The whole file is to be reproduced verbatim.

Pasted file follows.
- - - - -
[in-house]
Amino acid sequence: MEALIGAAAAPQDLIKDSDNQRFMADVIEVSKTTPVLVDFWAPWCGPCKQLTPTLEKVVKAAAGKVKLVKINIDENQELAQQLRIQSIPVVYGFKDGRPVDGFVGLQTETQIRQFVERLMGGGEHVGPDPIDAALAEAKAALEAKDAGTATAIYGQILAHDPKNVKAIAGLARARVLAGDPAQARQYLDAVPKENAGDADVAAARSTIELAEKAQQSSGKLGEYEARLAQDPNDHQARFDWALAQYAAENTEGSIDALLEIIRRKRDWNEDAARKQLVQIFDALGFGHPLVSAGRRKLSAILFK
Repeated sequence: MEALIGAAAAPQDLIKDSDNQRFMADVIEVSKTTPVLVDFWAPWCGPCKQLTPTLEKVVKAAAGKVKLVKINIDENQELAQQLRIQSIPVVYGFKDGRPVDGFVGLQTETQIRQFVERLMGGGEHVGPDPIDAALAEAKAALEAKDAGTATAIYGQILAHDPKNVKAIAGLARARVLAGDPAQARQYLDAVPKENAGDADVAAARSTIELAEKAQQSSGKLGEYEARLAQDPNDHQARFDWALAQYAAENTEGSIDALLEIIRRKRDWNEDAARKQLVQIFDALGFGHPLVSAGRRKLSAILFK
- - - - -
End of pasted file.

[in-house]
Amino acid sequence: MEALIGAAAAPQDLIKDSDNQRFMADVIEVSKTTPVLVDFWAPWCGPCKQLTPTLEKVVKAAAGKVKLVKINIDENQELAQQLRIQSIPVVYGFKDGRPVDGFVGLQTETQIRQFVERLMGGGEHVGPDPIDAALAEAKAALEAKDAGTATAIYGQILAHDPKNVKAIAGLARARVLAGDPAQARQYLDAVPKENAGDADVAAARSTIELAEKAQQSSGKLGEYEARLAQDPNDHQARFDWALAQYAAENTEGSIDALLEIIRRKRDWNEDAARKQLVQIFDALGFGHPLVSAGRRKLSAILFK
Repeated sequence: MEALIGAAAAPQDLIKDSDNQRFMADVIEVSKTTPVLVDFWAPWCGPCKQLTPTLEKVVKAAAGKVKLVKINIDENQELAQQLRIQSIPVVYGFKDGRPVDGFVGLQTETQIRQFVERLMGGGEHVGPDPIDAALAEAKAALEAKDAGTATAIYGQILAHDPKNVKAIAGLARARVLAGDPAQARQYLDAVPKENAGDADVAAARSTIELAEKAQQSSGKLGEYEARLAQDPNDHQARFDWALAQYAAENTEGSIDALLEIIRRKRDWNEDAARKQLVQIFDALGFGHPLVSAGRRKLSAILFK